SWAT Team Training

, Written by Lyle Ahrens, Posted: Tue, December 11 2012 at 4:59 PM, Updated: Tue, December 11 2012 at 5:10 PM

Twelve people have been shot and killed on U.S. school campuses this year...and a Klamath Falls campus is taking steps to make their campus safer.

The first training involved a disgruntled student that had taken a school administrator hostage, while the second involved police looking for a gunman taking random shots at students.

Sergeant Ryan Huntsman of the Klamath County Sheriff's Office notes that the training at Klamath Community College provided valuable experience for Klamath Falls SWAT team members...

"You need the perpetual training in order to retain what you've learned previously, and practice new techniques that have evolved."

KCC's Ryan Brown adds that teachers and staff also took part in the exercise...

"From the college perspective, it's about training faculty and staff on how to best respond in the case of an active shooter on campus."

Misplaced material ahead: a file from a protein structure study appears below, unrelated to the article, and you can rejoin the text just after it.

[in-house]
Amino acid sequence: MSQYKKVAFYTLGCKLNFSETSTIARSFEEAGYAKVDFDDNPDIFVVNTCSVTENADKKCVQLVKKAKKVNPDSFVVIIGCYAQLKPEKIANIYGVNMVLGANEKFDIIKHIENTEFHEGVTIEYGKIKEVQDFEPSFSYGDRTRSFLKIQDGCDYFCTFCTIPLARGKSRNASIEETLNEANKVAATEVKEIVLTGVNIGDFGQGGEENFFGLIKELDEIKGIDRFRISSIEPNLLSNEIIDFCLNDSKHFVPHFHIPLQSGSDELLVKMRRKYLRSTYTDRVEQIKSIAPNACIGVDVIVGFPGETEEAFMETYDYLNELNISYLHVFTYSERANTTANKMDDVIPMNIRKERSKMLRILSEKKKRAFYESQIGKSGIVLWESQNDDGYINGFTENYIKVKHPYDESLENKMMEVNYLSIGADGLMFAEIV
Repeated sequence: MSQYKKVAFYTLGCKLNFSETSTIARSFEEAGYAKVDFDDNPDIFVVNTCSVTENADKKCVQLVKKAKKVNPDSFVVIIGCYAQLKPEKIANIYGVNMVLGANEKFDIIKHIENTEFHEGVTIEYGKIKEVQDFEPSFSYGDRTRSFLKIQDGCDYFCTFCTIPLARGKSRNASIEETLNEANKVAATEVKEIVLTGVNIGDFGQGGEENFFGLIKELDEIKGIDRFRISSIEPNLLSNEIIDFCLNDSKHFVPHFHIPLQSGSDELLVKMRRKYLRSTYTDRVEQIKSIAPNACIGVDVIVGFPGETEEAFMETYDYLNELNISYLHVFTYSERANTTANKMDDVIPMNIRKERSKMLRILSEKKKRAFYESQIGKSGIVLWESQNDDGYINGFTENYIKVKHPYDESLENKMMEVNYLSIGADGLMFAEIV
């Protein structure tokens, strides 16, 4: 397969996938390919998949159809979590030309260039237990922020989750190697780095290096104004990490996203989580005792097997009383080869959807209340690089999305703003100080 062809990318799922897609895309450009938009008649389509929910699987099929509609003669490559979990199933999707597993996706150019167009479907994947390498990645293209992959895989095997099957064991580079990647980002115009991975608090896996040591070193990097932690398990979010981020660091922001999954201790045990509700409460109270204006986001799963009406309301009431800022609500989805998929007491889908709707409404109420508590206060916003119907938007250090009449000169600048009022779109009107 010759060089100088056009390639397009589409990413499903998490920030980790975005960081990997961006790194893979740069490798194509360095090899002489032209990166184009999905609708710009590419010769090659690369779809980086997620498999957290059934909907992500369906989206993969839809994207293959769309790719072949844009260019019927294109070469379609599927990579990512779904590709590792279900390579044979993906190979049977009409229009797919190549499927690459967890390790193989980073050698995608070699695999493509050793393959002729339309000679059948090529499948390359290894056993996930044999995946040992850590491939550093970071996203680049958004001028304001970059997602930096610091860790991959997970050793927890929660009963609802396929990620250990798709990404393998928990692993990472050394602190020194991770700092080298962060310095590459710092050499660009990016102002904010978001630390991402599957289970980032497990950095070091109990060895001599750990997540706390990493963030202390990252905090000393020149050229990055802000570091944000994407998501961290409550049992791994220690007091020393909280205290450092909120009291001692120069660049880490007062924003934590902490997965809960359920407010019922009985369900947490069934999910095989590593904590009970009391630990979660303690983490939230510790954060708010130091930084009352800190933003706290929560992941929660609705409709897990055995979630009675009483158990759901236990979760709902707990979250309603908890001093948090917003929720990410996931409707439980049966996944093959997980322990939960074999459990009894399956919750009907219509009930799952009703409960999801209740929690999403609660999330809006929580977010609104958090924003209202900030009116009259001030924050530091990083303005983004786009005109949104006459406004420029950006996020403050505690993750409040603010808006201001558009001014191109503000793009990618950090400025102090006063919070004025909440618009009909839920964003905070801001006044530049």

"It will allow them to see how the police will respond."  Adds Sergeant Huntsman.  "What they can expect from the response, and also ways that they can help us."

The training provided a rare glimpse into the inner workings of a 'Special Weapons And Tactics' team.

Staff listened in as an officer negotiated with a gunman...who eventually released his hostage...and then surrendered to police.

Teachers gave the cops high marks on their test.

"The campus will absolutely be safer."  Agreed Ryan Brown.

The SWAT team in Klamath Falls is composed of officers from City, County, and State agencies.

Their primary objective is to render situations safe without the use of force, whenever possible.

About the Author

Lyle Ahrens

KOTI-TV NBC2 reporter Lyle Ahrens moved from Nebraska to Klamath Falls in the late 1970's.  He instantly fell in love with the mountains, the trees and the rivers, and never once regretted the move.

Lyle's job history is quite colorful.  He’s managed a pizza parlor; he’s been a bartender, and a “kiwifruit grader” at an organic orchard in New Zealand.  A Klamath Falls radio station hired Lyle in the mid 90's as a news writer and commercial producer.  In 2004, Lyle joined the KOTI/KOBI news operation.

Lyle notes with pride that he has a big responsibility presenting the Klamath Basin to a wide and varied audience.  "The on-going water crisis has underscored the fact that the people and the issues in the Klamath Basin are every bit as diverse as the terrain.  Winning and keeping the trust of the viewers, as well as the newsmakers, is something I strive for with each story".

When he's not busy reporting the news, Lyle enjoys astronomy, playing guitar, fixing old radios and listening to anything by Sheryl Crow.

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